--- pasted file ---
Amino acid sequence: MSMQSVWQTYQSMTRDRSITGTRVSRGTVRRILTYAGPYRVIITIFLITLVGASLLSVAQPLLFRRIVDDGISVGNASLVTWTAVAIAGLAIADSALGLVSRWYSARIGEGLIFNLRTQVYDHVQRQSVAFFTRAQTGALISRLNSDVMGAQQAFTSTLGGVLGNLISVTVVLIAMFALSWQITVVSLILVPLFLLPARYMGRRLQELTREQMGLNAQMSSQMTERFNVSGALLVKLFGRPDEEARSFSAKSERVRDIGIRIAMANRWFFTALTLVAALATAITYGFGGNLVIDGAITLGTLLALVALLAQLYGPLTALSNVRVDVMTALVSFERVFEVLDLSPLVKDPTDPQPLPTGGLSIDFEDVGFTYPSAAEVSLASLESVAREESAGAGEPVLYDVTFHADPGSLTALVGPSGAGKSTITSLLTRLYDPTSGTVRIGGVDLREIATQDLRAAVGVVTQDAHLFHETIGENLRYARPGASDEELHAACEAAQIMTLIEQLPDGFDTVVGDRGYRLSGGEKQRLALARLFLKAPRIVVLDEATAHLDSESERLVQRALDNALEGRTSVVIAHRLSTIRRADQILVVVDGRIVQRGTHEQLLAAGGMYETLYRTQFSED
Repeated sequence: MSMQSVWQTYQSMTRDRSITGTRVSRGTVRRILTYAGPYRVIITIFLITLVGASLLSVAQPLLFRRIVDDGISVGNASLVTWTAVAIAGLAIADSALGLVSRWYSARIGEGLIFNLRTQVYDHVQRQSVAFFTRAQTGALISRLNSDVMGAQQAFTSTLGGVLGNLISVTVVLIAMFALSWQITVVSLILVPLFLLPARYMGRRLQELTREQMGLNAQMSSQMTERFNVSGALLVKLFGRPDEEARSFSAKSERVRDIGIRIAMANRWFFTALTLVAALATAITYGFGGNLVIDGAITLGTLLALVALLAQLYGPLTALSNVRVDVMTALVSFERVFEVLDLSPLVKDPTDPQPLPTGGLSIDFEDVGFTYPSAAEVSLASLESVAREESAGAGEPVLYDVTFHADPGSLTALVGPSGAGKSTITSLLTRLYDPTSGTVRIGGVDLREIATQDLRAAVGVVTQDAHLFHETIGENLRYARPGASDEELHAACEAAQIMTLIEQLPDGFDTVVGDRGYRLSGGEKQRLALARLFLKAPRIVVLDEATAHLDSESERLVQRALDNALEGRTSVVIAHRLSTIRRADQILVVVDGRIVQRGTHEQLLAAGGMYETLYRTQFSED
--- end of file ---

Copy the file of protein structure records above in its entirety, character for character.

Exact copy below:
Amino acid sequence: MSMQSVWQTYQSMTRDRSITGTRVSRGTVRRILTYAGPYRVIITIFLITLVGASLLSVAQPLLFRRIVDDGISVGNASLVTWTAVAIAGLAIADSALGLVSRWYSARIGEGLIFNLRTQVYDHVQRQSVAFFTRAQTGALISRLNSDVMGAQQAFTSTLGGVLGNLISVTVVLIAMFALSWQITVVSLILVPLFLLPARYMGRRLQELTREQMGLNAQMSSQMTERFNVSGALLVKLFGRPDEEARSFSAKSERVRDIGIRIAMANRWFFTALTLVAALATAITYGFGGNLVIDGAITLGTLLALVALLAQLYGPLTALSNVRVDVMTALVSFERVFEVLDLSPLVKDPTDPQPLPTGGLSIDFEDVGFTYPSAAEVSLASLESVAREESAGAGEPVLYDVTFHADPGSLTALVGPSGAGKSTITSLLTRLYDPTSGTVRIGGVDLREIATQDLRAAVGVVTQDAHLFHETIGENLRYARPGASDEELHAACEAAQIMTLIEQLPDGFDTVVGDRGYRLSGGEKQRLALARLFLKAPRIVVLDEATAHLDSESERLVQRALDNALEGRTSVVIAHRLSTIRRADQILVVVDGRIVQRGTHEQLLAAGGMYETLYRTQFSED
Repeated sequence: MSMQSVWQTYQSMTRDRSITGTRVSRGTVRRILTYAGPYRVIITIFLITLVGASLLSVAQPLLFRRIVDDGISVGNASLVTWTAVAIAGLAIADSALGLVSRWYSARIGEGLIFNLRTQVYDHVQRQSVAFFTRAQTGALISRLNSDVMGAQQAFTSTLGGVLGNLISVTVVLIAMFALSWQITVVSLILVPLFLLPARYMGRRLQELTREQMGLNAQMSSQMTERFNVSGALLVKLFGRPDEEARSFSAKSERVRDIGIRIAMANRWFFTALTLVAALATAITYGFGGNLVIDGAITLGTLLALVALLAQLYGPLTALSNVRVDVMTALVSFERVFEVLDLSPLVKDPTDPQPLPTGGLSIDFEDVGFTYPSAAEVSLASLESVAREESAGAGEPVLYDVTFHADPGSLTALVGPSGAGKSTITSLLTRLYDPTSGTVRIGGVDLREIATQDLRAAVGVVTQDAHLFHETIGENLRYARPGASDEELHAACEAAQIMTLIEQLPDGFDTVVGDRGYRLSGGEKQRLALARLFLKAPRIVVLDEATAHLDSESERLVQRALDNALEGRTSVVIAHRLSTIRRADQILVVVDGRIVQRGTHEQLLAAGGMYETLYRTQFSED